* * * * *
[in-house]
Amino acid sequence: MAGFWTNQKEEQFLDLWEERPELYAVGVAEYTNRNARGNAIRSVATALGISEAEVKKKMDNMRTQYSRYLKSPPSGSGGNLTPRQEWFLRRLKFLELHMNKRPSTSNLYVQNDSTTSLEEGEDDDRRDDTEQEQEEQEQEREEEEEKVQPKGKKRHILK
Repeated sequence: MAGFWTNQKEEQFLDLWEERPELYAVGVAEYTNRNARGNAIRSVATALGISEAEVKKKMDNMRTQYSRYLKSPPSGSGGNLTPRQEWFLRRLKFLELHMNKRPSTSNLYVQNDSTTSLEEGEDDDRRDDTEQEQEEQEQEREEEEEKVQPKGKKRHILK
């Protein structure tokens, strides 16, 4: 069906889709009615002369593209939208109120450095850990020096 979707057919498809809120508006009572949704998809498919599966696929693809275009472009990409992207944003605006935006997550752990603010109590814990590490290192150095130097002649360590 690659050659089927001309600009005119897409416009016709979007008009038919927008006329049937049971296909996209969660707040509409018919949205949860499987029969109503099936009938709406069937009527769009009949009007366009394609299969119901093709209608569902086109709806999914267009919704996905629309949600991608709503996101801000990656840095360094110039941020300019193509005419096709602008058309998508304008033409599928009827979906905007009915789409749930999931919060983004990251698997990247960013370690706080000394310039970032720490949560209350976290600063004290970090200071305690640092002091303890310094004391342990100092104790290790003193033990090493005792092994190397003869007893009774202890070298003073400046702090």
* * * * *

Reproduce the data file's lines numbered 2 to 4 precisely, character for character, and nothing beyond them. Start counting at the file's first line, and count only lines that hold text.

Amino acid sequence: MAGFWTNQKEEQFLDLWEERPELYAVGVAEYTNRNARGNAIRSVATALGISEAEVKKKMDNMRTQYSRYLKSPPSGSGGNLTPRQEWFLRRLKFLELHMNKRPSTSNLYVQNDSTTSLEEGEDDDRRDDTEQEQEEQEQEREEEEEKVQPKGKKRHILK
Repeated sequence: MAGFWTNQKEEQFLDLWEERPELYAVGVAEYTNRNARGNAIRSVATALGISEAEVKKKMDNMRTQYSRYLKSPPSGSGGNLTPRQEWFLRRLKFLELHMNKRPSTSNLYVQNDSTTSLEEGEDDDRRDDTEQEQEEQEQEREEEEEKVQPKGKKRHILK
């Protein structure tokens, strides 16, 4: 069906889709009615002369593209939208109120450095850990020096 979707057919498809809120508006009572949704998809498919599966696929693809275009472009990409992207944003605006935006997550752990603010109590814990590490290192150095130097002649360590 690659050659089927001309600009005119897409416009016709979007008009038919927008006329049937049971296909996209969660707040509409018919949205949860499987029969109503099936009938709406069937009527769009009949009007366009394609299969119901093709209608569902086109709806999914267009919704996905629309949600991608709503996101801000990656840095360094110039941020300019193509005419096709602008058309998508304008033409599928009827979906905007009915789409749930999931919060983004990251698997990247960013370690706080000394310039970032720490949560209350976290600063004290970090200071305690640092002091303890310094004391342990100092104790290790003193033990090493005792092994190397003869007893009774202890070298003073400046702090």